This is never a good idea and usually the sign of a last resort for a seasoned DBA. For the novice DBA, it is often a tool they use frequently, mostly because they haven’t seen the use of Profiler bring down a production server. Isn’t it ironic that in an effort to help improve database performance they end up using a tool that can cause performance to become worse, or even cause an outage?

How can it cause an outage? Did you know that Profiler uses the default temp space for the O/S, which is often on the C: drive, which is where your O/S is stored. Ever see what happens when that drive gets filled? You can also store the results of your trace into a table and if you end up letting the trace run for so long you fill up a disk you will cause all other database activity to stop. Believe me, it happens, and when it does you don’t want to be sitting in a meeting the next day trying to explain that you were responsible for the production server being unusable yesterday. They hired you to keep things up and available, not to cause outages because you didn’t understand the effects of the tools you were using.


When faced with symptoms of memory pressure and slow query performance many novice DBAs will look to find ways to reduce that pressure as quickly as possible in an effort to restore performance. For example, when faced with a low counter for the procedure cache hit ratio a novice may assume that many of the plans are now invalid and need to be flushed. So they reach for the DBCC FREEPROCCACHE statement in order to eject all plans from cache in an effort to restore performance. Again, they are jumping ahead to a solution without understanding the real problem.

Similar to the issue with updating statistics frequently, the idea of putting a job in place to flush your plan cache without understanding what is causing your plan cache to become bloated in the first place is not the best idea. Take the time to find out why you are having issues with your plan cache before deciding that flushing it every hour is a viable solution. The end result may be you need to change the method in which calls are being made to your server.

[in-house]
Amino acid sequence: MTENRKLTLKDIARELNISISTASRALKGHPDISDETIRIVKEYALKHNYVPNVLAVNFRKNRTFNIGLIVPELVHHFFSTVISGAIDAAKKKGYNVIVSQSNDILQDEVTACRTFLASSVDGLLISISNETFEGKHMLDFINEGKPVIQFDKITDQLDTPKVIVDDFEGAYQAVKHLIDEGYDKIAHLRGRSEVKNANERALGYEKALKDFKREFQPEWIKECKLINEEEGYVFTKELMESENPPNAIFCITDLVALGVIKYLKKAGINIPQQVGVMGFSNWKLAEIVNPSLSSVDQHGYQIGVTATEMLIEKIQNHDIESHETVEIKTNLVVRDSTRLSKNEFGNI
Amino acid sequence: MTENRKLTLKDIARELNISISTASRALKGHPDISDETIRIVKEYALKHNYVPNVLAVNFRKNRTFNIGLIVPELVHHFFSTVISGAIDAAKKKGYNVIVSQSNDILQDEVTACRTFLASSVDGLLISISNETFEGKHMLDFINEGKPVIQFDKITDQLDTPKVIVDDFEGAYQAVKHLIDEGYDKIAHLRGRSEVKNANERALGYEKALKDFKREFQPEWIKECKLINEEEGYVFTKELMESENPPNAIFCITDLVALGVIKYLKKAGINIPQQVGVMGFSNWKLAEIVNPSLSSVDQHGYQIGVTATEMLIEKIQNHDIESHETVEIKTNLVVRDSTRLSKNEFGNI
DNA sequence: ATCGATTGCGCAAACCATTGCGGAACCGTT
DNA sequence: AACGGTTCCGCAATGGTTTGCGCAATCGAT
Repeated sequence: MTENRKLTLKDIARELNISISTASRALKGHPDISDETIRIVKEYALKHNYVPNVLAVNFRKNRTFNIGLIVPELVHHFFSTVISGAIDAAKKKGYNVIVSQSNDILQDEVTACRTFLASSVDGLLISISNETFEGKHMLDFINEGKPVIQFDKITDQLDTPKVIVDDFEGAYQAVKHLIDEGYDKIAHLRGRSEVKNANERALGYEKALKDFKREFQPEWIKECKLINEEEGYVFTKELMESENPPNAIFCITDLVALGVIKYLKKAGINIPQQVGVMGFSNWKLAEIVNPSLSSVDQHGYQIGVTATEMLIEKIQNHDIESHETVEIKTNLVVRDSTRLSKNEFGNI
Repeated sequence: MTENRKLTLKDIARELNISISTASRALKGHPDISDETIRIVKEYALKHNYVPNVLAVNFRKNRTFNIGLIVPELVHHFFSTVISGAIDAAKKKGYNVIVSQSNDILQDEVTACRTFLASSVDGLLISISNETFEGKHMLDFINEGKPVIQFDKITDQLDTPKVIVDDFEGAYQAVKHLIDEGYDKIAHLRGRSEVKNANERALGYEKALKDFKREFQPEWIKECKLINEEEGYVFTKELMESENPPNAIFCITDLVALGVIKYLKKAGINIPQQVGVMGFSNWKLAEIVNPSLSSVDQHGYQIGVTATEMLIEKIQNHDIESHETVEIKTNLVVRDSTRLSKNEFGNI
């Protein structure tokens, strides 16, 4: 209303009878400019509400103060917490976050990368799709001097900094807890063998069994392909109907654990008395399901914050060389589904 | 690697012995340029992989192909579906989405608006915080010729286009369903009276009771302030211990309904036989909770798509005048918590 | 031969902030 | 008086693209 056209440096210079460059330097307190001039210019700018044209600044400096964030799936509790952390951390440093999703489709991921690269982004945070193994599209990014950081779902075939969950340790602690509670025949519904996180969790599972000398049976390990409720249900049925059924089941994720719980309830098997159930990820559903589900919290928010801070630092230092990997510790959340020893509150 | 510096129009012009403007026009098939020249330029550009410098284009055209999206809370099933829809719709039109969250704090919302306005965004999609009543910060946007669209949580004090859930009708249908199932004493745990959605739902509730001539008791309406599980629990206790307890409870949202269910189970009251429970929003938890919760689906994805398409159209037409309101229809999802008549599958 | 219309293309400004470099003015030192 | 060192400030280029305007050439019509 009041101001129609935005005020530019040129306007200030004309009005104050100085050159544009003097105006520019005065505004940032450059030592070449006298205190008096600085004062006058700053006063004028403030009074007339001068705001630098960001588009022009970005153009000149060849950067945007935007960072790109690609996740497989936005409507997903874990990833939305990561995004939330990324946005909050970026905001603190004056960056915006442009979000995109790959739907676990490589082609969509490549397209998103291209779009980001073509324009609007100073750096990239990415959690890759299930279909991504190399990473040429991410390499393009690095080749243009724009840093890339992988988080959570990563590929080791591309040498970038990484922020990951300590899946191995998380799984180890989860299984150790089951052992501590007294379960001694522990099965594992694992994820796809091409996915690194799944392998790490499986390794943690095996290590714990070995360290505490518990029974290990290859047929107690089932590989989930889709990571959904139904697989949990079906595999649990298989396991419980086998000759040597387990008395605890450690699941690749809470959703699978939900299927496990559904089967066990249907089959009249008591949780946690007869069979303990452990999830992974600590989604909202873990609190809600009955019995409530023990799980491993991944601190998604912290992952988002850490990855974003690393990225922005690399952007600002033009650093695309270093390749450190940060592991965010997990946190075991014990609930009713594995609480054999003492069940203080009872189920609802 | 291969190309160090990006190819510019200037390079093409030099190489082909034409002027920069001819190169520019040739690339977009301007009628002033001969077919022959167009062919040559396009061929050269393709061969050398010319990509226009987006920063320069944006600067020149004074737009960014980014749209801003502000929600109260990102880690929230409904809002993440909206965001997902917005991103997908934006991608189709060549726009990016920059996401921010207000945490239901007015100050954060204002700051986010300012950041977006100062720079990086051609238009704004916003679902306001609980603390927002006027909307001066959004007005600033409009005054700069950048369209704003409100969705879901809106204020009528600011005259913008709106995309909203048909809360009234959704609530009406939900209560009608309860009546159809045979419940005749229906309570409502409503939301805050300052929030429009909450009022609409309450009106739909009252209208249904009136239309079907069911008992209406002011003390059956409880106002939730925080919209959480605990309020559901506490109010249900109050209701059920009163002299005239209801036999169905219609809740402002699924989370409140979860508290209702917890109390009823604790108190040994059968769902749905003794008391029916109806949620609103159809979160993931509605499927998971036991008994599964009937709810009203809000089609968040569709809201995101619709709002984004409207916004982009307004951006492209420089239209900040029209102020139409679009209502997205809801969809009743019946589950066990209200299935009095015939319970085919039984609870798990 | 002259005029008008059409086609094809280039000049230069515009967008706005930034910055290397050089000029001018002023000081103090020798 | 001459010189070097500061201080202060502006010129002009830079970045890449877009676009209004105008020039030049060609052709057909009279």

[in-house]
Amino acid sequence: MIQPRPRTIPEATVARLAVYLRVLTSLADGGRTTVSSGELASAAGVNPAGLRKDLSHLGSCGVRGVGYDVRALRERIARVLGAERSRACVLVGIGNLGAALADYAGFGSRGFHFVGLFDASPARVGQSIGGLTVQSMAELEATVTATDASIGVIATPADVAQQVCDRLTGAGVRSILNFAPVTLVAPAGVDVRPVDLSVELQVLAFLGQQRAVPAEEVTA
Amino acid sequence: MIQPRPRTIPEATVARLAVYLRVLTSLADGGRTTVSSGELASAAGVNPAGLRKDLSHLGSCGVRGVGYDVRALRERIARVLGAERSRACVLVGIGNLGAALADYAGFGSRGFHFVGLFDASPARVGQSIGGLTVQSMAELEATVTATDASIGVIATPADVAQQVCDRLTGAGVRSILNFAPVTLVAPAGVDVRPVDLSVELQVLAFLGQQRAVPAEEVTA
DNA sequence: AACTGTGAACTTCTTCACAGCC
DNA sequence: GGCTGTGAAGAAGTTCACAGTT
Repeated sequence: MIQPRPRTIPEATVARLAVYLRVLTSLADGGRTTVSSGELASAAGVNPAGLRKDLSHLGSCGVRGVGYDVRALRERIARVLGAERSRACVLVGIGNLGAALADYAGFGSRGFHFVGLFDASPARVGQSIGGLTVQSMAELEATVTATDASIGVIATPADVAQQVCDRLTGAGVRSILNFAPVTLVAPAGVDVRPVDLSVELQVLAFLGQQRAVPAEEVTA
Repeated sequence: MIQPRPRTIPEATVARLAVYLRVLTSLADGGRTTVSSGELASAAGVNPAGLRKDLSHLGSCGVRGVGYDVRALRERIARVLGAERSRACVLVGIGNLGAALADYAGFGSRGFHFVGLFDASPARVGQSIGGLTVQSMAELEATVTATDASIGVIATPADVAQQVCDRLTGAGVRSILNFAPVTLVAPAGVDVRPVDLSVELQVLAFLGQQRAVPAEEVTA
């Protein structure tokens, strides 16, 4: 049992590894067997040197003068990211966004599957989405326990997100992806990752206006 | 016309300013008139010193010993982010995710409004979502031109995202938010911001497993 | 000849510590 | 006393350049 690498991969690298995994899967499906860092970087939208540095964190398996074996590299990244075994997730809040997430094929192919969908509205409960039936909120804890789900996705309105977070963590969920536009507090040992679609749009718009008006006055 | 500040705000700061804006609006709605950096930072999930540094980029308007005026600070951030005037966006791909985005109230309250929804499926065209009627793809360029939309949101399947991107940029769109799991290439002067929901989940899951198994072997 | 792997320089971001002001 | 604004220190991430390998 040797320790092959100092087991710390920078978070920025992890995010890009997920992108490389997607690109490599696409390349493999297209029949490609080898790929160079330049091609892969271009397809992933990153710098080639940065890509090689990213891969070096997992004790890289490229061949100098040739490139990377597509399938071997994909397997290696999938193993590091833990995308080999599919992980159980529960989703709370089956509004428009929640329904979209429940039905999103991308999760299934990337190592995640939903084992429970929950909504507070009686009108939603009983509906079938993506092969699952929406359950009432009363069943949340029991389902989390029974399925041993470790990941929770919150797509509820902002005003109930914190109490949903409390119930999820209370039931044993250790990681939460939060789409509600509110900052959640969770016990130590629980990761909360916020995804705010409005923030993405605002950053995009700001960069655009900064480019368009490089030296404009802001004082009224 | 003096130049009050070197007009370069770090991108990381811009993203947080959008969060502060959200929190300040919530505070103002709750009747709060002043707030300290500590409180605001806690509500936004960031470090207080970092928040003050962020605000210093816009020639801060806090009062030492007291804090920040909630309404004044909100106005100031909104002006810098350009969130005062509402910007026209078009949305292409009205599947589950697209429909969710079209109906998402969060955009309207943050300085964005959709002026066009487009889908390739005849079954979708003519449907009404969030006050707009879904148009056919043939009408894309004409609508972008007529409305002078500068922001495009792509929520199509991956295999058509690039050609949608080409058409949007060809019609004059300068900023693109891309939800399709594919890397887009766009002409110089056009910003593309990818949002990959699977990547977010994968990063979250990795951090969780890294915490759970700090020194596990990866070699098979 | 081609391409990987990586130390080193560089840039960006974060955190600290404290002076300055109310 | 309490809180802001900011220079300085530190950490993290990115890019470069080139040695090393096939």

Think of a ship, a plane, or a rocket. Each of them can only go so far, and so fast. Each has what is called structural integrity, and has performance thresholds that when crossed the structural integrity will fall apart. Guess what else has performance thresholds that when crossed will cause everything to fall apart? Your database.

You need to know what your thresholds are. How many simultaneous connections and inserts/updates/deletes can you sustain before performance starts to degrade? Just how fast can your ship travel before it breaks apart? If you don’t know this number then you don’t know when the wall is approaching and you could find yourself running right into it at full steam and knock yourself out.

Think of it this way: you are given a problem to solve, say a query is running slow. You make adjustments and it runs faster. But you never bother to check to see how well it can scale. A month later, the user workload has doubled, and the query is slow again. You dive back in and make some adjustments. Now people are wondering “why can’t they just make things work correctly”? A month later things are bad again and you need to make adjustments but you have no adjustments left to make. You have hit your threshold. There is nowhere else to go. But your end users need more.

Wouldn’t it have been good for you to have seen this coming sooner? Of course it would. Proper testing and bench marking is a forgotten art these days. Pick up a brush and learn to paint, it will pay off for you.